And I haven’t even gotten started on the half-brother yet! Gawd, how can you hit on the woman that you call ‘mom’ on like, the first day you meet her? I don’t care how beautiful she looks, there’s this thing called ‘respect’!! Admittedly, I sympathize with him more, because, well, he’s younger and therefore a tiny bit more forgivable, and he actually tries to adapt to Canadian society, pushing hard to make more money, etc. But it disgusts me how he treats his own dad. Calling him ‘old man’ and stuff, no respect whatsoever. I actually like the father. Yes, he’s weak and old, but he has morals and works hard and does his best for his family. The father puts those two irresponsible adults to utter shame.

In the end, I thought the two idiots who call themselves lovers got off way too easy. No one outside the family figures it out, and the mother gets what she always wanted and moves to Toronto, where all the other Chinese people were and still keeps the baby. The book ends with how the narrator realizes how much she ‘sacrificed’, as if that’s enough for forgiveness, but I personally don’t forgive. Maybe it’s because of my personality. I hold on to the responsibilities I owe to my family, my friends as tight as I can, and I have strong beliefs about what’s wrong and what’s right. What the mother and the half-brother did to their family violates all that, and it shocked me, and I find it revolting. I do not forgive, even if that’s the lesson the author tries to send at the end of the novel. Maybe I would have if the mother suffered more for what she has done, or something, but she practically gets off scot-free! In my opinion, just because you love your daughter immensely doesn’t forgive you of all the crimes you’ve committed. It just doesn’t.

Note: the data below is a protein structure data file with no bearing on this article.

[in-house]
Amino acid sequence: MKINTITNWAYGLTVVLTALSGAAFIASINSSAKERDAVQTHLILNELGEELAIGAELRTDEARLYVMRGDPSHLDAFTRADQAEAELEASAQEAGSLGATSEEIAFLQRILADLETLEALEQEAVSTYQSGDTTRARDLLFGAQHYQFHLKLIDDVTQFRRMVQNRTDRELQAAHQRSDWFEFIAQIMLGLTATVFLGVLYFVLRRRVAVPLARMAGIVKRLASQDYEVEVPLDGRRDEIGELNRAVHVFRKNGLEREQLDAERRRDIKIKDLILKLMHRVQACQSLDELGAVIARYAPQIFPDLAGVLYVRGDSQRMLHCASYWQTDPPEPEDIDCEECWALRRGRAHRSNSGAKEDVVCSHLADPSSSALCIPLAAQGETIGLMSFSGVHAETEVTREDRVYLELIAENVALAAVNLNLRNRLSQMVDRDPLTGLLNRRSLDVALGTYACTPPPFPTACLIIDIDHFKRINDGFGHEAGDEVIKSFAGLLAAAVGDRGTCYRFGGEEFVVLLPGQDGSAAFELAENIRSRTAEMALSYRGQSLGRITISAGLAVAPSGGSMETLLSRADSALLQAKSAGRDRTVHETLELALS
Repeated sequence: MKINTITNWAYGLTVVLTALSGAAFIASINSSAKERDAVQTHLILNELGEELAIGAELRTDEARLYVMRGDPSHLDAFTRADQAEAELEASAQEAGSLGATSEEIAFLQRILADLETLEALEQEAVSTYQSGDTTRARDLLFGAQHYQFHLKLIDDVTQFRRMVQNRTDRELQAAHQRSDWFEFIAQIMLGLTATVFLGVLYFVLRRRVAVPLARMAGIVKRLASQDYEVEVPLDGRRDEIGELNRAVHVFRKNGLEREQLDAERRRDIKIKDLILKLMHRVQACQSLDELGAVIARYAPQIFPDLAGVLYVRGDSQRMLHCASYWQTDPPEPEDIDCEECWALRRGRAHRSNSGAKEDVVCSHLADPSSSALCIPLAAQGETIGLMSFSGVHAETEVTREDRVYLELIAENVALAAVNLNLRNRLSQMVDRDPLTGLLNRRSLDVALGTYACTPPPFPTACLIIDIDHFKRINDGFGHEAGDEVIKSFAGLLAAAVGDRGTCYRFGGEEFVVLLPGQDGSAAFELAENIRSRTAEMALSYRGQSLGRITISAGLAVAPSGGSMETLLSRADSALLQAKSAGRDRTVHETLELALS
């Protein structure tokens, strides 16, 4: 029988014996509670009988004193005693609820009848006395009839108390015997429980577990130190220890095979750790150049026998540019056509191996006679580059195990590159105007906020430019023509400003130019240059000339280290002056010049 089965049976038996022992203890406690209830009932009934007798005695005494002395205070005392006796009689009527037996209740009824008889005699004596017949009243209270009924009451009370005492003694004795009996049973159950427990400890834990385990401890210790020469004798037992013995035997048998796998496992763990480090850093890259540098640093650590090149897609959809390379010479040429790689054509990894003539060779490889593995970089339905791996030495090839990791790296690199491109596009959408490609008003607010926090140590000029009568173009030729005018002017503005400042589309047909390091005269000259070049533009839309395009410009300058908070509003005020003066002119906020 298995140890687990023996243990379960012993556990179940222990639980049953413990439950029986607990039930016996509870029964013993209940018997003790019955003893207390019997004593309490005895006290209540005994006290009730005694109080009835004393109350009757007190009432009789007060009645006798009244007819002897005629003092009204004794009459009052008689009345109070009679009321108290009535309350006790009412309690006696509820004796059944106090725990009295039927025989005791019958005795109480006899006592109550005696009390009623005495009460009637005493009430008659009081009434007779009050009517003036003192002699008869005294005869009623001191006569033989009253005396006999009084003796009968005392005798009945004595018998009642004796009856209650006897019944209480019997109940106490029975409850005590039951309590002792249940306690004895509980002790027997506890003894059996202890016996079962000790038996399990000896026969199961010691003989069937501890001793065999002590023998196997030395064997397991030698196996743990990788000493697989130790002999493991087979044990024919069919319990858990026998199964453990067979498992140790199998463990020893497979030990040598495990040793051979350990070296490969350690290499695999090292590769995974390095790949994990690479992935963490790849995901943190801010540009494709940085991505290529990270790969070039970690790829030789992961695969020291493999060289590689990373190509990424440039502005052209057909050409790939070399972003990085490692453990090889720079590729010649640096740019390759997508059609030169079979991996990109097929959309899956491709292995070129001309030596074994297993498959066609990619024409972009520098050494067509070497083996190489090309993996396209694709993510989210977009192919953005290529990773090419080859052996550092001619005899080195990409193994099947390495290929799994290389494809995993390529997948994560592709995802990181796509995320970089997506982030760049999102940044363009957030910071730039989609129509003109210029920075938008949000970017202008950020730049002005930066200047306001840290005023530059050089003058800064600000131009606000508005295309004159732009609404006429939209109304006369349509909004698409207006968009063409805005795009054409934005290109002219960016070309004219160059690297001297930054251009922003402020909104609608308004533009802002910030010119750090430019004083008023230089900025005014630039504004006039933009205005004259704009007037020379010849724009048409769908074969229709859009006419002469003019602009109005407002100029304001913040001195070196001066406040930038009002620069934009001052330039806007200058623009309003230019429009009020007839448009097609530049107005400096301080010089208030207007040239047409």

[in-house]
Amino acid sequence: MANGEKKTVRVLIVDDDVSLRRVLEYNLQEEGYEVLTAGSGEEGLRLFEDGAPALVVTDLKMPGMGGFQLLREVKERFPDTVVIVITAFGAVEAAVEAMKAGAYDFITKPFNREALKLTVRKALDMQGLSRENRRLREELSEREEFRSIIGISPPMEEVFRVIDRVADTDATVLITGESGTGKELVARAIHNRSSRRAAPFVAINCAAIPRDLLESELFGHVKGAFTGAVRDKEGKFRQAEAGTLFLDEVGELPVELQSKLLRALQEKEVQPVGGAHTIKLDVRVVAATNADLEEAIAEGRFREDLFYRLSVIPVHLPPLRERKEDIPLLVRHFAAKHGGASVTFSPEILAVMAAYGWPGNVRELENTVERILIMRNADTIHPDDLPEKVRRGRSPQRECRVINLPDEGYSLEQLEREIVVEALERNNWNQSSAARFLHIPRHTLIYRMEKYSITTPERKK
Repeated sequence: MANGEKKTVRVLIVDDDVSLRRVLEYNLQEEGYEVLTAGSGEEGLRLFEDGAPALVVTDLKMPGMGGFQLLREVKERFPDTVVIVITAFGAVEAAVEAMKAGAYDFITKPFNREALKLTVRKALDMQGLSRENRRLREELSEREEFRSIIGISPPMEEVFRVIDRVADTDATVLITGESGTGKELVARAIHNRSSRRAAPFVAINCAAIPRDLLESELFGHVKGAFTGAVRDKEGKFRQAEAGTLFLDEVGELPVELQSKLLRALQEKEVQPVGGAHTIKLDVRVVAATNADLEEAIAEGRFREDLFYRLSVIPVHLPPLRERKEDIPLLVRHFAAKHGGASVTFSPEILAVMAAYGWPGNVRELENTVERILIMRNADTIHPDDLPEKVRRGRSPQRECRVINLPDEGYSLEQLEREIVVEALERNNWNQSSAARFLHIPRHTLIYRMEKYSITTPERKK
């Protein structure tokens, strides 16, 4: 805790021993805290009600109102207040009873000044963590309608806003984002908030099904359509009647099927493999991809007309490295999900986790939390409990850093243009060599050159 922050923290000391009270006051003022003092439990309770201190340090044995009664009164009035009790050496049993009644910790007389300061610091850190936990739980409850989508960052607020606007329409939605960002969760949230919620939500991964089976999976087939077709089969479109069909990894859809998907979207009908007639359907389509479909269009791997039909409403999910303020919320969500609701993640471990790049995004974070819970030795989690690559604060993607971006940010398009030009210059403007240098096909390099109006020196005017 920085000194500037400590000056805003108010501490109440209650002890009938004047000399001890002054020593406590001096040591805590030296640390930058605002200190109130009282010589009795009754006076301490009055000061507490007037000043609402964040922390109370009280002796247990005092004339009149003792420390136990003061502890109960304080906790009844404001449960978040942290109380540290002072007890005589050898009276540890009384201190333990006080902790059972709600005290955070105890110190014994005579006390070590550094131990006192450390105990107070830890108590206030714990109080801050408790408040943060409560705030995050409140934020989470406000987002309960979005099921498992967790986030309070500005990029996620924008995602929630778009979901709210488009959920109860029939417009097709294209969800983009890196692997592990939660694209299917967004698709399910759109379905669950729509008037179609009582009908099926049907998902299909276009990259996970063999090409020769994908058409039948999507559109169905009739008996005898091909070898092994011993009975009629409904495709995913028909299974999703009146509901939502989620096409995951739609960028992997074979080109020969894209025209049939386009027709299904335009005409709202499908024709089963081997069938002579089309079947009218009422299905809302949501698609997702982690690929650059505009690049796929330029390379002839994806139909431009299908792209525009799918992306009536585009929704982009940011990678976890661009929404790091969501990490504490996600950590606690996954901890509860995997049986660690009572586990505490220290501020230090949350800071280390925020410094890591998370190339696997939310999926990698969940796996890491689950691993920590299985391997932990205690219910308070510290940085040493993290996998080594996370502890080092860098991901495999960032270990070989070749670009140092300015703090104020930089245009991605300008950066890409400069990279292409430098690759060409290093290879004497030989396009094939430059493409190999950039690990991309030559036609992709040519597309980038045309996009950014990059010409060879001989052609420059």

Another tiny issue I had was the way Bates handled the narrator’s family life and her school life. While both were done beautifully on their own, somewhere towards the late middle of the story things started to fall apart as the story becomes too caught up with the family life and the school life fades into the background. I know finding the balance it’s hard, and Judy Fong Bates made a remarkable effort for her first novel, but to me, since the school life has a lesser impact towards the end, the whole school tragedy itself lessened as well. It just paled next to the family secret. Well, this didn’t bother me too particularly while I was reading it, and I don’t know, many others won’t feel the same way. It’s just how I felt when I read it.

Well, in the end, despite my scruples with the family secret and etc, I have to say I love the emotions and interactions the narrator experiences and observes. It’s understated, unsentimental and rings of Truth. Midnight at the Dragon Café is definitely worth the read, even for the most sated of us on the subject of Asian Culture Clash.